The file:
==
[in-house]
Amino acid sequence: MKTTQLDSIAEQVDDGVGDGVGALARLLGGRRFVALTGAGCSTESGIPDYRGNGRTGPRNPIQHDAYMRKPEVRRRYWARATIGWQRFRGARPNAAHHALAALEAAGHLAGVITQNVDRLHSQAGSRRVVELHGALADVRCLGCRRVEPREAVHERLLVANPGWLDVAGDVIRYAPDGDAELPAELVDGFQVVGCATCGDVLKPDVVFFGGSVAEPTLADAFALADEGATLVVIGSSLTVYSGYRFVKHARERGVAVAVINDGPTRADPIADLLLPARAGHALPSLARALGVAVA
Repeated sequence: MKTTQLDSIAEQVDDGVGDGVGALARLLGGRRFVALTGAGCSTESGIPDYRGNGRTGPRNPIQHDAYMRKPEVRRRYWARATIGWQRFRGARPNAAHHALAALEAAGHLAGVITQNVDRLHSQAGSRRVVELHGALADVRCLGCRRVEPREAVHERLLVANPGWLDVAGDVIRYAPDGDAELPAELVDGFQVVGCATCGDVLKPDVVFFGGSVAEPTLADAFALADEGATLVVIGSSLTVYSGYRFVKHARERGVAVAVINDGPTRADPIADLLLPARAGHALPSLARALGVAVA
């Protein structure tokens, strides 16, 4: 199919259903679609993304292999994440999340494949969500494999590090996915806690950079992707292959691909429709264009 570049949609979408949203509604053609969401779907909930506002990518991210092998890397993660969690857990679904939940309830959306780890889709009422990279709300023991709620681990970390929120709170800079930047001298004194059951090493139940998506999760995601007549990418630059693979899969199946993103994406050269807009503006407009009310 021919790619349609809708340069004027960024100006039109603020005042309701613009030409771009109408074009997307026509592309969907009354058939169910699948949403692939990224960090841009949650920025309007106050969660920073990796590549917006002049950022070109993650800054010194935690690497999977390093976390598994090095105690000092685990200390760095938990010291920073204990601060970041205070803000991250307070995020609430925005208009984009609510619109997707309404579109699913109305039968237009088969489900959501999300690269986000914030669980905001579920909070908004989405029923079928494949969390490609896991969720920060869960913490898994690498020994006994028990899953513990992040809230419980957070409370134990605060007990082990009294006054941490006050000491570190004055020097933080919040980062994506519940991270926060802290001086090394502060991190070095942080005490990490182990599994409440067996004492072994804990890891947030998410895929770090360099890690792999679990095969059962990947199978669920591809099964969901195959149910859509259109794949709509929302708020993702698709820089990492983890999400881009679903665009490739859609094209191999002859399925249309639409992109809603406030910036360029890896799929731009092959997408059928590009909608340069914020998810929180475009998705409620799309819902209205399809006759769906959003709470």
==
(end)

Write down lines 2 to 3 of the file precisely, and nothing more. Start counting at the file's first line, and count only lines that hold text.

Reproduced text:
Amino acid sequence: MKTTQLDSIAEQVDDGVGDGVGALARLLGGRRFVALTGAGCSTESGIPDYRGNGRTGPRNPIQHDAYMRKPEVRRRYWARATIGWQRFRGARPNAAHHALAALEAAGHLAGVITQNVDRLHSQAGSRRVVELHGALADVRCLGCRRVEPREAVHERLLVANPGWLDVAGDVIRYAPDGDAELPAELVDGFQVVGCATCGDVLKPDVVFFGGSVAEPTLADAFALADEGATLVVIGSSLTVYSGYRFVKHARERGVAVAVINDGPTRADPIADLLLPARAGHALPSLARALGVAVA
Repeated sequence: MKTTQLDSIAEQVDDGVGDGVGALARLLGGRRFVALTGAGCSTESGIPDYRGNGRTGPRNPIQHDAYMRKPEVRRRYWARATIGWQRFRGARPNAAHHALAALEAAGHLAGVITQNVDRLHSQAGSRRVVELHGALADVRCLGCRRVEPREAVHERLLVANPGWLDVAGDVIRYAPDGDAELPAELVDGFQVVGCATCGDVLKPDVVFFGGSVAEPTLADAFALADEGATLVVIGSSLTVYSGYRFVKHARERGVAVAVINDGPTRADPIADLLLPARAGHALPSLARALGVAVA